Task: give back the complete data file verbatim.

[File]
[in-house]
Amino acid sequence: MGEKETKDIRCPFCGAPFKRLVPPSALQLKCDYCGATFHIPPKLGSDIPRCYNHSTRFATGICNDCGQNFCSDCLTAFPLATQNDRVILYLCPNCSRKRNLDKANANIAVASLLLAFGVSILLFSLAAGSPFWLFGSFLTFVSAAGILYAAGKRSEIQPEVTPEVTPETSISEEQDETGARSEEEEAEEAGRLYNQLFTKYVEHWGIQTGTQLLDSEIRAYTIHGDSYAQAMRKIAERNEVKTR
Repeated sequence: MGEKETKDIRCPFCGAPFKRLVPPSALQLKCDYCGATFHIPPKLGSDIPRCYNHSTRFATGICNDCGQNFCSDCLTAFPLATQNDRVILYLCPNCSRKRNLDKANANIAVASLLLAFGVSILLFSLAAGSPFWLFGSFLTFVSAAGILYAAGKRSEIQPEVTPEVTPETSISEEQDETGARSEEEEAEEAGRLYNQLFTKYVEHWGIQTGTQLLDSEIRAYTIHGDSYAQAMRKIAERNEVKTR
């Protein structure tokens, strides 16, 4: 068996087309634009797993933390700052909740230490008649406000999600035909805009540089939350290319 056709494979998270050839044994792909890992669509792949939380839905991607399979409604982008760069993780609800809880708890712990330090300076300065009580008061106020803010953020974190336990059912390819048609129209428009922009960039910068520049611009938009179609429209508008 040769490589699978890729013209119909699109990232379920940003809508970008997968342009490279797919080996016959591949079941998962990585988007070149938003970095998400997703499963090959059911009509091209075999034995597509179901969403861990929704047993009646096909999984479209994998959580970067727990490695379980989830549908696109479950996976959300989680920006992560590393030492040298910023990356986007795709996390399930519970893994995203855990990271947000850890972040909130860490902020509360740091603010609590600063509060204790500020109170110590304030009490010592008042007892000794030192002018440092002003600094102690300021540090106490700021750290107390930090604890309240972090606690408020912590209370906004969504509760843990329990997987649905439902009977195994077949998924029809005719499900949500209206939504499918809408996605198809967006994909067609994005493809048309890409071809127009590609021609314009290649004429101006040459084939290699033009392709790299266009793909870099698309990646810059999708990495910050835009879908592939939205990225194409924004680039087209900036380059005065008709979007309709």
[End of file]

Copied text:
[in-house]
Amino acid sequence: MGEKETKDIRCPFCGAPFKRLVPPSALQLKCDYCGATFHIPPKLGSDIPRCYNHSTRFATGICNDCGQNFCSDCLTAFPLATQNDRVILYLCPNCSRKRNLDKANANIAVASLLLAFGVSILLFSLAAGSPFWLFGSFLTFVSAAGILYAAGKRSEIQPEVTPEVTPETSISEEQDETGARSEEEEAEEAGRLYNQLFTKYVEHWGIQTGTQLLDSEIRAYTIHGDSYAQAMRKIAERNEVKTR
Repeated sequence: MGEKETKDIRCPFCGAPFKRLVPPSALQLKCDYCGATFHIPPKLGSDIPRCYNHSTRFATGICNDCGQNFCSDCLTAFPLATQNDRVILYLCPNCSRKRNLDKANANIAVASLLLAFGVSILLFSLAAGSPFWLFGSFLTFVSAAGILYAAGKRSEIQPEVTPEVTPETSISEEQDETGARSEEEEAEEAGRLYNQLFTKYVEHWGIQTGTQLLDSEIRAYTIHGDSYAQAMRKIAERNEVKTR
């Protein structure tokens, strides 16, 4: 068996087309634009797993933390700052909740230490008649406000999600035909805009540089939350290319 056709494979998270050839044994792909890992669509792949939380839905991607399979409604982008760069993780609800809880708890712990330090300076300065009580008061106020803010953020974190336990059912390819048609129209428009922009960039910068520049611009938009179609429209508008 040769490589699978890729013209119909699109990232379920940003809508970008997968342009490279797919080996016959591949079941998962990585988007070149938003970095998400997703499963090959059911009509091209075999034995597509179901969403861990929704047993009646096909999984479209994998959580970067727990490695379980989830549908696109479950996976959300989680920006992560590393030492040298910023990356986007795709996390399930519970893994995203855990990271947000850890972040909130860490902020509360740091603010609590600063509060204790500020109170110590304030009490010592008042007892000794030192002018440092002003600094102690300021540090106490700021750290107390930090604890309240972090606690408020912590209370906004969504509760843990329990997987649905439902009977195994077949998924029809005719499900949500209206939504499918809408996605198809967006994909067609994005493809048309890409071809127009590609021609314009290649004429101006040459084939290699033009392709790299266009793909870099698309990646810059999708990495910050835009879908592939939205990225194409924004680039087209900036380059005065008709979007309709």